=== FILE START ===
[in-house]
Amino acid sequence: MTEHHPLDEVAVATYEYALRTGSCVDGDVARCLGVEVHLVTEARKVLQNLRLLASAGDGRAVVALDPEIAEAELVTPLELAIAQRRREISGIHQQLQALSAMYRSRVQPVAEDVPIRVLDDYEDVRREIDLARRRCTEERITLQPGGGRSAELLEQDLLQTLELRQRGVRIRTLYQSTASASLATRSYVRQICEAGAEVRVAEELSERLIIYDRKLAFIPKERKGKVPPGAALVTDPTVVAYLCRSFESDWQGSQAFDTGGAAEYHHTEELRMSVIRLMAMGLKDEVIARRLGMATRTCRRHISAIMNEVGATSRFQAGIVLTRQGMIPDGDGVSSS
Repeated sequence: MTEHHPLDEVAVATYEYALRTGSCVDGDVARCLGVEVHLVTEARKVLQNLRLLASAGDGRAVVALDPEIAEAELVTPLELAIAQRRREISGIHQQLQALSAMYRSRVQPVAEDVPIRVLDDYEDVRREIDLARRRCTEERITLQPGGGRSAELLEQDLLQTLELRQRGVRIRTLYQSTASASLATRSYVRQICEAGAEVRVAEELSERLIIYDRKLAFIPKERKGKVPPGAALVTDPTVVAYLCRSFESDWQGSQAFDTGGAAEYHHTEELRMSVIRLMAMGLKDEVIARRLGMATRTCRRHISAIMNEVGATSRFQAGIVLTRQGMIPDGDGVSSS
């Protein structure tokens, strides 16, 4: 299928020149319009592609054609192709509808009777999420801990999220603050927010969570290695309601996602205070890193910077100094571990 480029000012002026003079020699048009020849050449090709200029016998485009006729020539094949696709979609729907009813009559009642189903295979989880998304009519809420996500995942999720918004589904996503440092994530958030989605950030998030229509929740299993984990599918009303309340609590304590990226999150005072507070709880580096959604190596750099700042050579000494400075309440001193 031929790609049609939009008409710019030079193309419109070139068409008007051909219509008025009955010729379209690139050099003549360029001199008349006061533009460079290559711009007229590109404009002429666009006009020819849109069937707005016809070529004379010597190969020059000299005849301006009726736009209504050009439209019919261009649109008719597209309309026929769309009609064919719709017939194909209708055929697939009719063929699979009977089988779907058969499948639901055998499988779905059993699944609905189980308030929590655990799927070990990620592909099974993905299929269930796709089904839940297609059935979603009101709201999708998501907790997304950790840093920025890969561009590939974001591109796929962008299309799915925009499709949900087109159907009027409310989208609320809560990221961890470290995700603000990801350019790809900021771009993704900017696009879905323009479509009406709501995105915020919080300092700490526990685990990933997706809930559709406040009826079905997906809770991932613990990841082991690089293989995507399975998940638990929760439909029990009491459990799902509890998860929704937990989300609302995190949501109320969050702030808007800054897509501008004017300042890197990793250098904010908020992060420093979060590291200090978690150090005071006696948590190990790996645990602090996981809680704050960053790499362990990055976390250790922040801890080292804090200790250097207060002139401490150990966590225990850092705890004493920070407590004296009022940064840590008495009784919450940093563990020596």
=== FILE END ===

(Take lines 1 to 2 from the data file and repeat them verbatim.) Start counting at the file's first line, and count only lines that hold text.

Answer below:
[in-house]
Amino acid sequence: MTEHHPLDEVAVATYEYALRTGSCVDGDVARCLGVEVHLVTEARKVLQNLRLLASAGDGRAVVALDPEIAEAELVTPLELAIAQRRREISGIHQQLQALSAMYRSRVQPVAEDVPIRVLDDYEDVRREIDLARRRCTEERITLQPGGGRSAELLEQDLLQTLELRQRGVRIRTLYQSTASASLATRSYVRQICEAGAEVRVAEELSERLIIYDRKLAFIPKERKGKVPPGAALVTDPTVVAYLCRSFESDWQGSQAFDTGGAAEYHHTEELRMSVIRLMAMGLKDEVIARRLGMATRTCRRHISAIMNEVGATSRFQAGIVLTRQGMIPDGDGVSSS